Alchimie de Rochas; a mystical scent seemingly vanished.

Last night, well truly for the past few nights, I have been thinking of Alchimie de Rochas.  I have been dreaming of its deliciously warm and inviting embrace.  Then I was wondering how such a glorious scent has come to disappear from the shelves and it seems the collective memories of most perfume lovers.

Let me start off by saying, I am not the type of person who usually adores sweet gourmand scents.  I usually need some spice ( actually a lot of spice)  and some dirtiness to the fragrance…alright…a LOT of dirtiness in the fragrance.  Alchimie may have some spice in it, but dirty it is most definitely not. No, not even close. Another facet of fragrance I am not too fond of is the fruity accord, at least the modern ones.  The classic fruity accords are delightful; Mitsouko, Femme, Quadrille, Fete, the modern ones- not for me.  But alas, there are fruits incorporated into Alchimie but somehow the are classically integrated  and not the fruitbowl effect we have come to think of.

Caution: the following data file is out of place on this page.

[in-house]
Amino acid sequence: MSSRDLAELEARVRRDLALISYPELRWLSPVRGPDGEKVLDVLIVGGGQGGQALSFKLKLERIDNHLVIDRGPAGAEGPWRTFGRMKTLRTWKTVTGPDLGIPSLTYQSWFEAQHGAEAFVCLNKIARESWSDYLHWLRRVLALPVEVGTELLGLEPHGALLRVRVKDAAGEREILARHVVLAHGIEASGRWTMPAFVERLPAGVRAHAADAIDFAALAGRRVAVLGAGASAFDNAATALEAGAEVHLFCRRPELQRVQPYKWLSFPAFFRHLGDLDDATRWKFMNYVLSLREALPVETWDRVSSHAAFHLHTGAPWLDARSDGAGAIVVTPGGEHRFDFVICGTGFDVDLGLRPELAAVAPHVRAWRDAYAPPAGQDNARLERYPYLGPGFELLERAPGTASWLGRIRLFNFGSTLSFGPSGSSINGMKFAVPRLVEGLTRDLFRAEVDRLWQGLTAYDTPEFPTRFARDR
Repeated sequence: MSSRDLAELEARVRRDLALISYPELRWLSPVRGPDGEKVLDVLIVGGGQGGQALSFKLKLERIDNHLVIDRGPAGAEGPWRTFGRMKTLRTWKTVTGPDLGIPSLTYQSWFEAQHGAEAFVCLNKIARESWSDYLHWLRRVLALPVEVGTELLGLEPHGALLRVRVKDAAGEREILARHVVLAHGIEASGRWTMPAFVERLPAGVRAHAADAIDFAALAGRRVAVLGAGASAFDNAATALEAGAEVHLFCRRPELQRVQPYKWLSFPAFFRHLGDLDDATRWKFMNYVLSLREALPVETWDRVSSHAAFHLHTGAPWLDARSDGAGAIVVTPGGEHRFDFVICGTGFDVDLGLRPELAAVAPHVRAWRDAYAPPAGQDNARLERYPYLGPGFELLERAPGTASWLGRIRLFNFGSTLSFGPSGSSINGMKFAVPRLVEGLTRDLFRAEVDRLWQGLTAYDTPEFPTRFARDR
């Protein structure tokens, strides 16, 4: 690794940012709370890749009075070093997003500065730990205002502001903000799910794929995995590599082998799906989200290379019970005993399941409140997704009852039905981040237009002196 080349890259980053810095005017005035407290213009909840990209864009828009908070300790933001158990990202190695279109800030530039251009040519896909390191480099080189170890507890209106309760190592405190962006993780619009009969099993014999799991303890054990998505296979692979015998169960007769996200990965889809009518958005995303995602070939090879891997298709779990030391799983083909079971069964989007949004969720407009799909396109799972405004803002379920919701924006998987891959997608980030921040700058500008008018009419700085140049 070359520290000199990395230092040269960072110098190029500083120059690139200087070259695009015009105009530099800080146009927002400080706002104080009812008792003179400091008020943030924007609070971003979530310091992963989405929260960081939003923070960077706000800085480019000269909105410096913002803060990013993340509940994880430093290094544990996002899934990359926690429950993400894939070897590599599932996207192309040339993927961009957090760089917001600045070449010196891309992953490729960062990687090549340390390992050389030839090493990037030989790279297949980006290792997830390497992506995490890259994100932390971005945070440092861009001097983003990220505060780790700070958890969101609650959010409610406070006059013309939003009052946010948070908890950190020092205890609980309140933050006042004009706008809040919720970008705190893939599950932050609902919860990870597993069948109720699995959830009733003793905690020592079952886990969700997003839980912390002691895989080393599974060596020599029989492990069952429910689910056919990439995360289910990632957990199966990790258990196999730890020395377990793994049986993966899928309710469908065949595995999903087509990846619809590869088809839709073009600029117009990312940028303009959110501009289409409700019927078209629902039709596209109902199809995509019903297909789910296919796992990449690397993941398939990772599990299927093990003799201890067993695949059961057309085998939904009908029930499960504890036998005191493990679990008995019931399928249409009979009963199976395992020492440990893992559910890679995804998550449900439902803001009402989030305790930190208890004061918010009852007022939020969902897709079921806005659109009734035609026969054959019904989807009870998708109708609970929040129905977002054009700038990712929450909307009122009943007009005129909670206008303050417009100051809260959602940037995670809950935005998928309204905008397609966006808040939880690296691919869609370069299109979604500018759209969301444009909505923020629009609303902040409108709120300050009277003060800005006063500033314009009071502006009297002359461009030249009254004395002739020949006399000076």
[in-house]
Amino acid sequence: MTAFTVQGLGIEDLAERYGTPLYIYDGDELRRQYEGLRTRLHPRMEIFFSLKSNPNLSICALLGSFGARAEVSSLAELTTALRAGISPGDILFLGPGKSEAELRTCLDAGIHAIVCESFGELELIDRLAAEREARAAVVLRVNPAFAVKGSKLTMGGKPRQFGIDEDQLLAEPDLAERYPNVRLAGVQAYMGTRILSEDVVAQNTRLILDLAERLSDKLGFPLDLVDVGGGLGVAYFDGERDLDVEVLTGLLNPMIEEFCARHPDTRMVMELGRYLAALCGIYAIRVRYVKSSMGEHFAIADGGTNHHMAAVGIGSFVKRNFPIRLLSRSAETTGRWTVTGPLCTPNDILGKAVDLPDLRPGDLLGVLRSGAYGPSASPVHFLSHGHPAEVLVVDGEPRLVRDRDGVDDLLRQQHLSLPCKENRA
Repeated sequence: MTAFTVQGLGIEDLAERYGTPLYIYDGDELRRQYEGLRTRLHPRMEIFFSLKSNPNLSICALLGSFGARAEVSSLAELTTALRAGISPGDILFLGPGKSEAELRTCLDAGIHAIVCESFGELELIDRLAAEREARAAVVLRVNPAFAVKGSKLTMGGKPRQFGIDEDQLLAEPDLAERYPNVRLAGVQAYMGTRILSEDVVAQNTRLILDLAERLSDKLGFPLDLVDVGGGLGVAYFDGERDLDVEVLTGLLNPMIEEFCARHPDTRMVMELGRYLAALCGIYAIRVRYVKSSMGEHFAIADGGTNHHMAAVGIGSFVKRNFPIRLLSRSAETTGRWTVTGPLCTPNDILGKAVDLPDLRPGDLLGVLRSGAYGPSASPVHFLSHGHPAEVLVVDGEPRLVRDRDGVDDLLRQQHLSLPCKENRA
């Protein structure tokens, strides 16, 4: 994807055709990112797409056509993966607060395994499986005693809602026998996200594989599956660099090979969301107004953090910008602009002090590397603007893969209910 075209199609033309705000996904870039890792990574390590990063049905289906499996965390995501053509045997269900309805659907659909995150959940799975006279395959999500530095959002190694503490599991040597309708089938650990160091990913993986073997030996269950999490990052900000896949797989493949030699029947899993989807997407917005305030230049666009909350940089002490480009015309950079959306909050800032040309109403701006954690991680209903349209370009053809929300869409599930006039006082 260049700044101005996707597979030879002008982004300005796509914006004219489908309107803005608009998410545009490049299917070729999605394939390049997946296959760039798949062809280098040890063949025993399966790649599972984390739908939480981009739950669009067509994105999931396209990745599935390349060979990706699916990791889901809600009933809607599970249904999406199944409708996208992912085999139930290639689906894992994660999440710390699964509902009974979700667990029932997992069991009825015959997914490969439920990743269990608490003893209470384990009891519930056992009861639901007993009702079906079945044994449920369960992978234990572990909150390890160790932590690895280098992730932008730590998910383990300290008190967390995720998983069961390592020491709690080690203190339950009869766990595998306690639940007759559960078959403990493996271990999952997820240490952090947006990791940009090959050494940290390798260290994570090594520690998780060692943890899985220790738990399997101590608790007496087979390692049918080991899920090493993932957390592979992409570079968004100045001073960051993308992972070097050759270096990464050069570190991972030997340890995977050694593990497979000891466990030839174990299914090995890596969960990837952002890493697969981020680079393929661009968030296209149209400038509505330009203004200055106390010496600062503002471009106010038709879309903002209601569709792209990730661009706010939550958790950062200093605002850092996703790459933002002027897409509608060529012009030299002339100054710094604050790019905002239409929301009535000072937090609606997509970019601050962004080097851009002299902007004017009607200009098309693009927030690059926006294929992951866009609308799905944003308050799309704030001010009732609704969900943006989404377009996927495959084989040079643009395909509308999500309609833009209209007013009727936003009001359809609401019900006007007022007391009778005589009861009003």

Now with two strikes against it in what it contains, somehow this scent is magical and completely captures my every last fiber of being whenever I wear it; I definitely do not wear it enough. The parfumeur Jacques Cavallier, he of M7 fame, has managed to work two classes of ingredients, the sweet gourmand and the fruits, into this fragrance so as to make the final outcome neither fruity nor sweet gourmand.  The scent is more of a sweet/rich, ambery , woodsy, vanilla masterpiece, one that also has lightness and brightness to it.

Now the official notes are;  Top: Black currant, Bergamot, Peach, Plum, Cassia, Lilac and Pear.   Middle: Mimosa, Rose, Jasmine, Heliotrope, Lily of the Valley, Wisteria and Coconut.   Base: Vanille, Sandalwood, Tonka Bean, Caramel and Musk.  (Courtesy of Fragrantica)

The most amazing thing about this scent is, while wearing it ( I have an excellent nose) I am not aware of the floral notes, nor the fruity notes.  The only thing discernible about them is that they add lightness, sparkle and an ephemeral quality to the scent.  This fragrance borders on being a floriental, yet never really becomes one.  Coco de Chanel being a classic floriental might be a distant cousin to this scent, but Alchimie is not sharing the spicy heart that is Coco. Alchimie does not need to be spicy to be sexy. In all her vanilla, carmalized, sandalwood self, she just is sexy, effortlessly sexy.